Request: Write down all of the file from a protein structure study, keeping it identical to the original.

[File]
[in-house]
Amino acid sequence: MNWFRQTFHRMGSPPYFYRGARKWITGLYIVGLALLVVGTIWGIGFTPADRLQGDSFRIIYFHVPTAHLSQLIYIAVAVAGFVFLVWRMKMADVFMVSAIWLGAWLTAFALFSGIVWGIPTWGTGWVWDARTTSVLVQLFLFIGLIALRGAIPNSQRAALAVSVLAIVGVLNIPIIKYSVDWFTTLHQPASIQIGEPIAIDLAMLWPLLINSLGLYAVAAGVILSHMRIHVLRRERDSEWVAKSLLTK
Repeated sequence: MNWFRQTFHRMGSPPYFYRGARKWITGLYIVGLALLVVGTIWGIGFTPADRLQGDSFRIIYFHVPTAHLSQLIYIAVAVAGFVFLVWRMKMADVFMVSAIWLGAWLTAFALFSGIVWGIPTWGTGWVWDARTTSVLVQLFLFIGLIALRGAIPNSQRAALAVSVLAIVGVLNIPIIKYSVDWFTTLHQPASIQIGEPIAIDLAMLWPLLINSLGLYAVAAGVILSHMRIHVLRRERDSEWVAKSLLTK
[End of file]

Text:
[in-house]
Amino acid sequence: MNWFRQTFHRMGSPPYFYRGARKWITGLYIVGLALLVVGTIWGIGFTPADRLQGDSFRIIYFHVPTAHLSQLIYIAVAVAGFVFLVWRMKMADVFMVSAIWLGAWLTAFALFSGIVWGIPTWGTGWVWDARTTSVLVQLFLFIGLIALRGAIPNSQRAALAVSVLAIVGVLNIPIIKYSVDWFTTLHQPASIQIGEPIAIDLAMLWPLLINSLGLYAVAAGVILSHMRIHVLRRERDSEWVAKSLLTK
Repeated sequence: MNWFRQTFHRMGSPPYFYRGARKWITGLYIVGLALLVVGTIWGIGFTPADRLQGDSFRIIYFHVPTAHLSQLIYIAVAVAGFVFLVWRMKMADVFMVSAIWLGAWLTAFALFSGIVWGIPTWGTGWVWDARTTSVLVQLFLFIGLIALRGAIPNSQRAALAVSVLAIVGVLNIPIIKYSVDWFTTLHQPASIQIGEPIAIDLAMLWPLLINSLGLYAVAAGVILSHMRIHVLRRERDSEWVAKSLLTK